Occurrence of carcinogenic aldehydes in alcoholic beverages from Asia

Dirk W. Lachenmeier, Yulia B. Monakhova, Jürgen Rehm, Thomas Kuballa, Irene Straub


Lachenmeier, D. W., Monakhova, Y. B., Rehm, J., Kuballa, T, & Straub, I (2013). Occurrence of carcinogenic aldehydes in alcoholic beverages from Asia. International Journal of Alcohol and Drug Research, 2 (2), 31-36. doi: 10.7895/ijadr.v2i2.88 (http://dx.doi.org/10.7895/ijadr.v2i2.88)

Aims: Formaldehyde and acetaldehyde associated with alcohol consumption are both carcinogenic to humans (WHO IARC group 1 carcinogens). While several surveys exist on occurrence and exposure of the two aldehydes in alcoholic beverages from Europe and the Americas, we aimed to study domestic products of Asian countries.

Methods: Alcohol products from Asian countries (China, Korea, Japan and Thailand), including traditionally fermented beverages (sake, rice wine) as well as distilled spirits, were collected (n = 54) and chemically analyzed for alcohol quality.

Findings: In 9 of 39 samples (23%) analyzed for formaldehyde, its concentration was higher than the WHO IPCS tolerable concentration of 2.6 mg/L. Three samples contained more than 10 mg/L with a maximum concentration of 14.6 mg/L. In 15 of 54 samples (28%) analyzed for acetaldehyde, the concentration exceeded 50 g/hL of pure alcohol (pa). The maximum concentration of acetaldehyde was 127 g/hL pa. The incidence of the aldehydes, especially of formaldehyde, in the Asian sample was considerably higher than what was found in surveys of European-style alcoholic beverages.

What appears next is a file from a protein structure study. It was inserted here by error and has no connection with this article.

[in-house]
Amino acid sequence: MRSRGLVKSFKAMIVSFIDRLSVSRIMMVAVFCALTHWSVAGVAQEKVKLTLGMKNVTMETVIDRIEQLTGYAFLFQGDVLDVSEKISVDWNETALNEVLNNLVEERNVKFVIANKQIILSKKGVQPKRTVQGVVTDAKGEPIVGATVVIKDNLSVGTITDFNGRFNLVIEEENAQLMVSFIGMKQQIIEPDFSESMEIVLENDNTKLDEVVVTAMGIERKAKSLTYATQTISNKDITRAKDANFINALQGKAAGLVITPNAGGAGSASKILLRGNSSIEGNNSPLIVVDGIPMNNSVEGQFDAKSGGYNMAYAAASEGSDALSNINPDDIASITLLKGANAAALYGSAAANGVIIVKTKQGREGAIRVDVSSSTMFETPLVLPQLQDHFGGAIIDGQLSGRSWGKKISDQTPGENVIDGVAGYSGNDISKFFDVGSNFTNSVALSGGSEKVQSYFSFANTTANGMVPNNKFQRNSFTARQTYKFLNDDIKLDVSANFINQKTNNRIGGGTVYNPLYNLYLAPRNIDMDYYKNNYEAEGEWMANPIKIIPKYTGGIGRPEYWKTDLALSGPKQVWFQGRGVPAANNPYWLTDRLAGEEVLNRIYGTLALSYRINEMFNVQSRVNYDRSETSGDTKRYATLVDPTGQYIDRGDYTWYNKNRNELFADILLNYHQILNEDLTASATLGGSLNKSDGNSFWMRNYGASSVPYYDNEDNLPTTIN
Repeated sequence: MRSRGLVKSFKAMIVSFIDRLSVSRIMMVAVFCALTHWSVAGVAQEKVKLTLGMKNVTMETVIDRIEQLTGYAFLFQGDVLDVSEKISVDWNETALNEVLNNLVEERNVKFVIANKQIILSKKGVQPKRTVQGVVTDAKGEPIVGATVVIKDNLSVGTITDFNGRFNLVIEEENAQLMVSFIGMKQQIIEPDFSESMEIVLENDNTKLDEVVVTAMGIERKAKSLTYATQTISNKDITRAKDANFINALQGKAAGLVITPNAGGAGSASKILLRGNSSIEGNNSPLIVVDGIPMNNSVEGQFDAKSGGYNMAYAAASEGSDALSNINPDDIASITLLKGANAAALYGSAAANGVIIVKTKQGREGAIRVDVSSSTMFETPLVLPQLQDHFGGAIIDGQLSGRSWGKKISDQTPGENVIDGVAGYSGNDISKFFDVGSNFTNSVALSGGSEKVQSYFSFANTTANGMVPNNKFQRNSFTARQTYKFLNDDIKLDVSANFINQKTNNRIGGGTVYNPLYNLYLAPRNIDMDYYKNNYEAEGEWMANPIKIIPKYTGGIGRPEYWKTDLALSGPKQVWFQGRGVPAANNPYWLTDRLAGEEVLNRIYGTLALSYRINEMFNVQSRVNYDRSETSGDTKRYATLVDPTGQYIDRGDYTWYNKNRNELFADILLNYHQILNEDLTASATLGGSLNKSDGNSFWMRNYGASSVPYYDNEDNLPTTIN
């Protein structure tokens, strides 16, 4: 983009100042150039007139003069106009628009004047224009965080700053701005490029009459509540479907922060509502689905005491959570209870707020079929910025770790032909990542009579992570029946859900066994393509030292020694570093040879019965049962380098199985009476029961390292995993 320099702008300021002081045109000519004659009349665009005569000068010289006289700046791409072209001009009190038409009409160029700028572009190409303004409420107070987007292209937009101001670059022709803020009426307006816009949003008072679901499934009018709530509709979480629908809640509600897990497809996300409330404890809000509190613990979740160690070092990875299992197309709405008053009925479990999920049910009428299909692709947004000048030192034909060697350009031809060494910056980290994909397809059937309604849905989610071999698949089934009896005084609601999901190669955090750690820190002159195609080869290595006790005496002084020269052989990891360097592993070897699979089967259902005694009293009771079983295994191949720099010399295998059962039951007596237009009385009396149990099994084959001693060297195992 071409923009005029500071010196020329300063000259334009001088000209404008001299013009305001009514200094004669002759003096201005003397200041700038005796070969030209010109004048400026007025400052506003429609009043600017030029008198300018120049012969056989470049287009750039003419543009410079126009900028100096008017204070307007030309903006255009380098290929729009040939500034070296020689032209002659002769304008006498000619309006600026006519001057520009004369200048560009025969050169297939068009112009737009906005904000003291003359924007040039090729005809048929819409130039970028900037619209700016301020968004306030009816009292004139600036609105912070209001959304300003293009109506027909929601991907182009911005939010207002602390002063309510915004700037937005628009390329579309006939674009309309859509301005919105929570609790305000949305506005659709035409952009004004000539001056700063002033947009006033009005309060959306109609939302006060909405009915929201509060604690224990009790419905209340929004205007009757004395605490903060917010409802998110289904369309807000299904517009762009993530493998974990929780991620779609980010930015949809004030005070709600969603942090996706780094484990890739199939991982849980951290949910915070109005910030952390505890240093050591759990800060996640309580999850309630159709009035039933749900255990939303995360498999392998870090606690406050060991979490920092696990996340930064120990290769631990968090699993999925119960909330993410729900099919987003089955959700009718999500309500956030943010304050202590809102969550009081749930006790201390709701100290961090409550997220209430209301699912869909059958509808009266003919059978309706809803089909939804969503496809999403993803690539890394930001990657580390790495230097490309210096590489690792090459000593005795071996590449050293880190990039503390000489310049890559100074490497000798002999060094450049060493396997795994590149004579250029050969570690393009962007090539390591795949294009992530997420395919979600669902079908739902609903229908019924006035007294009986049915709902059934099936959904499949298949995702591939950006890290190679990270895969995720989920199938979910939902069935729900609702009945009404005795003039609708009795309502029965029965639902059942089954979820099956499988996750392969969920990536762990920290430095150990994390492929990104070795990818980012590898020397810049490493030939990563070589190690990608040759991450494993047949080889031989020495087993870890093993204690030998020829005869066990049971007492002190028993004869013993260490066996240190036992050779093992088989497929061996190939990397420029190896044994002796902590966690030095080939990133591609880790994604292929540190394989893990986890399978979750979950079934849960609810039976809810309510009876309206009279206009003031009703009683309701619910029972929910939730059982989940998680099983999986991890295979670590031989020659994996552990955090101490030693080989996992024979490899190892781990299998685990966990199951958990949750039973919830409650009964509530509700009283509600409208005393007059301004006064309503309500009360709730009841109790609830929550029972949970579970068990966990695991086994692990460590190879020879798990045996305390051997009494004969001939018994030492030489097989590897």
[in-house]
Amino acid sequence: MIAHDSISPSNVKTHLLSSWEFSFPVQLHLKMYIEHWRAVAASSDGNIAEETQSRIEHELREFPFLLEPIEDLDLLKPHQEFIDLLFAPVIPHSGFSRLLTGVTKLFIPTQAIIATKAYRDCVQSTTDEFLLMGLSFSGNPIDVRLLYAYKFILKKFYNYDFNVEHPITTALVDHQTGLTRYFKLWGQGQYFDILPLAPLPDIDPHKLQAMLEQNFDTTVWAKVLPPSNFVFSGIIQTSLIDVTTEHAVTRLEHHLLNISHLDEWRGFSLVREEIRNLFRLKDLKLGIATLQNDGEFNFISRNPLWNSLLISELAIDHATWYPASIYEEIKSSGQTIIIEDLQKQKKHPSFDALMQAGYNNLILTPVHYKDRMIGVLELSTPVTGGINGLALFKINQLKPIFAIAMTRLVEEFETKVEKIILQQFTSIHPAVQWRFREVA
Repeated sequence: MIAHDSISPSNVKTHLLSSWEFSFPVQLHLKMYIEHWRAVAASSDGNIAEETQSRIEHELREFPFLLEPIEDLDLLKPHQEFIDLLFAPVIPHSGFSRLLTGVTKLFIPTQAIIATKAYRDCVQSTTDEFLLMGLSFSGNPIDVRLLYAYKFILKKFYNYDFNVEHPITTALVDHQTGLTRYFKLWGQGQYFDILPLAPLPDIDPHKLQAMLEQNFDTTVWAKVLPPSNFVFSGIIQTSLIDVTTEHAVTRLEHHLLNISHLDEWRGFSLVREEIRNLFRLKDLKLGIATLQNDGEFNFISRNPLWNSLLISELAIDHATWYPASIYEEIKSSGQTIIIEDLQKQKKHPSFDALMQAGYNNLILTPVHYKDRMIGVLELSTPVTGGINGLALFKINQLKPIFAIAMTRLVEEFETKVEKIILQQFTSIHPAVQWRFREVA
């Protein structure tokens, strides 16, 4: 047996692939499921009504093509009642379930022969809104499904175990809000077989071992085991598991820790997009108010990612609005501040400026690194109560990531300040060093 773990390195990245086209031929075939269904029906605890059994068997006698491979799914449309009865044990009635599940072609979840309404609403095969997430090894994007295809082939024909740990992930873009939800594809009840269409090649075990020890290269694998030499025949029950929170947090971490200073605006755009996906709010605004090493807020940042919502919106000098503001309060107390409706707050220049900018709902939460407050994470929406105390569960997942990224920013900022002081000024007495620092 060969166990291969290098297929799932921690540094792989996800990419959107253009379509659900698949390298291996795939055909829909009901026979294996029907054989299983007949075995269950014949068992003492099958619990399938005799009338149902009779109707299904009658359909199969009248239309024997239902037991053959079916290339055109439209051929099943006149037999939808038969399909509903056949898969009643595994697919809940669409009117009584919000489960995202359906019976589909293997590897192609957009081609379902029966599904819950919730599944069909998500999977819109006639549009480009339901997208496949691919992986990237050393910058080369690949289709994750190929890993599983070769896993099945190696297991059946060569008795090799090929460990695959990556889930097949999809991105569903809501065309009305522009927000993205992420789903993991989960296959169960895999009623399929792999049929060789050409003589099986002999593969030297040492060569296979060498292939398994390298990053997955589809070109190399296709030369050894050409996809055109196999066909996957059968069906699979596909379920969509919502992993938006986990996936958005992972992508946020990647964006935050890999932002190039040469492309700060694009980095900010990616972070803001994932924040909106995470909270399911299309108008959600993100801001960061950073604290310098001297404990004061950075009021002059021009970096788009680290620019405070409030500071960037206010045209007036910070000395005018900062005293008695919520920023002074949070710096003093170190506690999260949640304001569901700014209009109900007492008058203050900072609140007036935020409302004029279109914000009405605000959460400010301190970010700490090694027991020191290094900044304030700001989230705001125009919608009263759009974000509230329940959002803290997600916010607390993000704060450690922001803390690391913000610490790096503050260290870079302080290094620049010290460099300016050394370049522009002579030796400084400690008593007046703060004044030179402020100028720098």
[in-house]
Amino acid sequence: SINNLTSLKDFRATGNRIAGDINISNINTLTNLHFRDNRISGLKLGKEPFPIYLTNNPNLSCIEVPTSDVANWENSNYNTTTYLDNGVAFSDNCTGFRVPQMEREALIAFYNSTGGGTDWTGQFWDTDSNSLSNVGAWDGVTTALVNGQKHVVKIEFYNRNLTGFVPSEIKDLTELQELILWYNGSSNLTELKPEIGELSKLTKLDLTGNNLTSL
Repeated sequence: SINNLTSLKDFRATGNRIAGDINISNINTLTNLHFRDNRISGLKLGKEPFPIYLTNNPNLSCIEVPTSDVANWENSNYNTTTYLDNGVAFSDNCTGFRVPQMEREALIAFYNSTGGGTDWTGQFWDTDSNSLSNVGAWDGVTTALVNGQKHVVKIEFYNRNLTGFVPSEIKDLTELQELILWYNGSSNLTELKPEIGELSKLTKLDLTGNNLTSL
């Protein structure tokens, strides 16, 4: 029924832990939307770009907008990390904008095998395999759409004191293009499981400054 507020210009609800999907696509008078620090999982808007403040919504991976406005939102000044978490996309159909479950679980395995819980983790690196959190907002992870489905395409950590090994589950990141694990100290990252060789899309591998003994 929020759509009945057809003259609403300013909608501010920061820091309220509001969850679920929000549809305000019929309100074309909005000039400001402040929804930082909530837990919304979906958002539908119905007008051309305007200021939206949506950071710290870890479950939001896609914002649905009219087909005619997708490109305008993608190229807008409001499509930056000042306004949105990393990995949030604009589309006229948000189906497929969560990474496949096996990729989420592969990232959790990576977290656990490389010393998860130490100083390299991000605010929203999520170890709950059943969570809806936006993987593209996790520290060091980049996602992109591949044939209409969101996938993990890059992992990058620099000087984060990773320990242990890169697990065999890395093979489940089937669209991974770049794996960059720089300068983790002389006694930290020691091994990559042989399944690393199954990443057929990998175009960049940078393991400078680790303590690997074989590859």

Conclusions: While acetaldehyde is a natural constituent of alcoholic beverages and is also produced during ethanol metabolism in humans, the presence of formaldehyde is unusual and raises questions about its origin. A likely explanation is that it is used as a disinfectant during production—a questionable practice, not only because of the resultant residues in the beverages, but also because of the risks to production workers of occupational exposure. Detailed exposure assessment using larger samples is needed to characterize the risk arising from the aldehydes for the alcohol-drinking population.


alcoholic beverages; Asia; acetaldehyde; formaldehyde; quality control; alcohol-related disorders

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DOI: http://dx.doi.org/10.7895/ijadr.v2i2.88


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